"The Teladoc offering is just basically continuing down that path of saying, there are going to be some young, hip consumers that are going to want to be able to video chat with their doctor at 2 in the morning, because they're working on some computer algorithm and don't want to leave their office or their apartment, and they're going to want to access it that way, and we need to be able to deliver it that way," Henick says.
Some physicians also view services such as Teladoc as their new career path. Timothy Howard, MD, was a family practitioner in Huntsville, Ala., for 20 years. In 2009, to earn additional income, he began working for Teladoc as one of its physicians reachable by telemedicine technology, primarily
This January, after providing several months' notice, the 52-year-old left private practice to work for Teladoc full time. "I want to practice actual medicine and take care of people and not a bunch of administrative things," he says. "You're talking directly to the patient. You don't have a third party or someone else telling you 'Restrictions here, restrictions there, do this, this is preapproved,' this kind of thing. It's really pretty straightforward."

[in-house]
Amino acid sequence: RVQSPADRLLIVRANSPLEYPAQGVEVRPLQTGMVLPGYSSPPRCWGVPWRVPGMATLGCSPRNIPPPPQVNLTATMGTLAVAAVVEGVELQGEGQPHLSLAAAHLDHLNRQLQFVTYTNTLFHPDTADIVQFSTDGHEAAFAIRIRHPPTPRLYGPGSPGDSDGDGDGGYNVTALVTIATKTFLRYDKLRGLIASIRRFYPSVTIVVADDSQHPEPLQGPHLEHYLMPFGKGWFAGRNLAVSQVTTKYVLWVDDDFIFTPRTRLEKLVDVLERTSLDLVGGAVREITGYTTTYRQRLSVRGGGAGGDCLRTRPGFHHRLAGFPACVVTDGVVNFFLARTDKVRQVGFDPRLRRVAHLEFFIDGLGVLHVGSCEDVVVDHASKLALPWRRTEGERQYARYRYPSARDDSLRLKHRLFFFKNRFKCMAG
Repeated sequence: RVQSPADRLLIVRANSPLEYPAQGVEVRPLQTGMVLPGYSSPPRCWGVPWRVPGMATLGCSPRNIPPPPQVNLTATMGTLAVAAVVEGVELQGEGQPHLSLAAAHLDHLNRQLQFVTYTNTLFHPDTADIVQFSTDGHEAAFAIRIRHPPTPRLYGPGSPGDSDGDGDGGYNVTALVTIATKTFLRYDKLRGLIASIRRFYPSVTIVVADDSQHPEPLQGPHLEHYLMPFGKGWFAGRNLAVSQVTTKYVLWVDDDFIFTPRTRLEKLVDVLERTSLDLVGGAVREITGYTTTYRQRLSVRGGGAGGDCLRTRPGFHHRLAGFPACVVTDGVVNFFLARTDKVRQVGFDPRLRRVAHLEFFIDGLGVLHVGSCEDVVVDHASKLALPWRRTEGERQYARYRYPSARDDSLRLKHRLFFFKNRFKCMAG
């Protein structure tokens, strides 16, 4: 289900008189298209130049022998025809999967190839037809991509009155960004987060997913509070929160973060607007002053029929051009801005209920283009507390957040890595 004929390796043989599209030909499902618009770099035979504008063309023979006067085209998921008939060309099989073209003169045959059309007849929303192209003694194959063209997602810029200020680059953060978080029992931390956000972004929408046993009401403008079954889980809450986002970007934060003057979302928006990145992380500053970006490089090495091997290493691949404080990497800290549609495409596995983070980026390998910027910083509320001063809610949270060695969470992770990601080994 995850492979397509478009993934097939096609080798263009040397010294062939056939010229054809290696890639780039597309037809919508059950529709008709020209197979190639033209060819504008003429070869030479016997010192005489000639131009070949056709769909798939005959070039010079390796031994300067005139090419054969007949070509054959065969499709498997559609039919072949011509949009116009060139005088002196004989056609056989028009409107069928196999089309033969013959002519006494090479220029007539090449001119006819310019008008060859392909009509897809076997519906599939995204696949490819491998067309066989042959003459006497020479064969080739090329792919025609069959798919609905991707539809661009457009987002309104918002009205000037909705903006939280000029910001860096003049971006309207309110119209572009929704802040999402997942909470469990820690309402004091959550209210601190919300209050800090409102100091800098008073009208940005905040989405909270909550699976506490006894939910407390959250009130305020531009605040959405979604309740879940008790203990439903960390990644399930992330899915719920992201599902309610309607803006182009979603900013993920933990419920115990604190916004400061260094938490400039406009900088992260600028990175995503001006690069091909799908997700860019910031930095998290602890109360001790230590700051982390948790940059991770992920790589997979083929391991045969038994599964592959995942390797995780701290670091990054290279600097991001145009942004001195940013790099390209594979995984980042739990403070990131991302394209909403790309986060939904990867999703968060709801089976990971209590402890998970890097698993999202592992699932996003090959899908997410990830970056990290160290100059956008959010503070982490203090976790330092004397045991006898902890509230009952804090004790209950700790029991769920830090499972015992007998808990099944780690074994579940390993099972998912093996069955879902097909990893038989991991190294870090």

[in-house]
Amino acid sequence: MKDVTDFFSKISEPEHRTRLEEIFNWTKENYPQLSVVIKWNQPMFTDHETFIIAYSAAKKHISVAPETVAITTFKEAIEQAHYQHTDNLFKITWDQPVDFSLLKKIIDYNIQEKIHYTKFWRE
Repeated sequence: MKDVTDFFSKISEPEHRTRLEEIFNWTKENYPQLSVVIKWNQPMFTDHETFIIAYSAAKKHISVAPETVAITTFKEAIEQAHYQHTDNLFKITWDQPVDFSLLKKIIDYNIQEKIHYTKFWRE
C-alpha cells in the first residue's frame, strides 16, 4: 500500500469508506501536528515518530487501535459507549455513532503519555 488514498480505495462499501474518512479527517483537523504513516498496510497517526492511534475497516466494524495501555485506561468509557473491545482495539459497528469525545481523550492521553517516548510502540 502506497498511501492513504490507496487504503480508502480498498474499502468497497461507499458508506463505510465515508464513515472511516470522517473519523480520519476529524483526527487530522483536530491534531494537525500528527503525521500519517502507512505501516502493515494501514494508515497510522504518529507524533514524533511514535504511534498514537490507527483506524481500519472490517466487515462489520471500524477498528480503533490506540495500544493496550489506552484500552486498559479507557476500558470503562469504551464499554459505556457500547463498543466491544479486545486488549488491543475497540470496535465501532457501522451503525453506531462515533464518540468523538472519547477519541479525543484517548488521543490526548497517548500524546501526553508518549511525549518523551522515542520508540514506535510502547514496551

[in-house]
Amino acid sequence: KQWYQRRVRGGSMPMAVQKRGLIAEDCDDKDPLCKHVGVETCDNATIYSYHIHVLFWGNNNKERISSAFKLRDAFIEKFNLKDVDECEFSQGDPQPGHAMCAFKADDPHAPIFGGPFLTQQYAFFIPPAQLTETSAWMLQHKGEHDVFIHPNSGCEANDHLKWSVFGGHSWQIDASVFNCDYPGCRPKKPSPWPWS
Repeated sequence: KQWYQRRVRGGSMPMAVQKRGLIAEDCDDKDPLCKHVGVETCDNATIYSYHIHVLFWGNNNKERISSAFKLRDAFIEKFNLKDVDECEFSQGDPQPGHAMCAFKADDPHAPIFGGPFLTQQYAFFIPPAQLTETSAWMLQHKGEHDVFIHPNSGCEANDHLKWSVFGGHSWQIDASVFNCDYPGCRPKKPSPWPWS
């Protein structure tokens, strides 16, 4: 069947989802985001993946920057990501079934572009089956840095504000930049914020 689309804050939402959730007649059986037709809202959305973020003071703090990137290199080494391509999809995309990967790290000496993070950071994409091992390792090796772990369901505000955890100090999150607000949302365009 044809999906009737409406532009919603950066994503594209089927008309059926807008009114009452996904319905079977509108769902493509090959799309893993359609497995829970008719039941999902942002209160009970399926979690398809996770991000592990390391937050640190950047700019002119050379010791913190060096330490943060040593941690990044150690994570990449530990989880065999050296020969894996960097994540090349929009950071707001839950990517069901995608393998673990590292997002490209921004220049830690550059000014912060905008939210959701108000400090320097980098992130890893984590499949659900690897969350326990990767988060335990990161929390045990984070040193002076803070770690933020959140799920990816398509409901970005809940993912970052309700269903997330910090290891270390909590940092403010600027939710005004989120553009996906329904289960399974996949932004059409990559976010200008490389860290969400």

At the top of the list of conditions Howard treats via telemedicine: sinus problems, urinary tract infections, allergies, flu, cough, and ear infections. Video is "exclusively requested by the patient, when they desire to either let you see them or their child," he says.
Due to Teladoc's low overhead, "it's very possible to earn a living with it," Howard says. Out of an average of 180–240 patients per week, four or five a week have problems severe enough that he refers them to seek in-person help.
"The key is that we're episodic," Howard says. "We are not seen as the primary care physician. The urgent may take the place of the important. But that's one of the nuances, and I tell patients all the time, 'I said, the best way to be cared for as a patient by a physician is a hands-on exam.' "
Services such as Teladoc also set and monitor their own quality standards, such as whether doctors are overprescribing antibiotics, Howard says.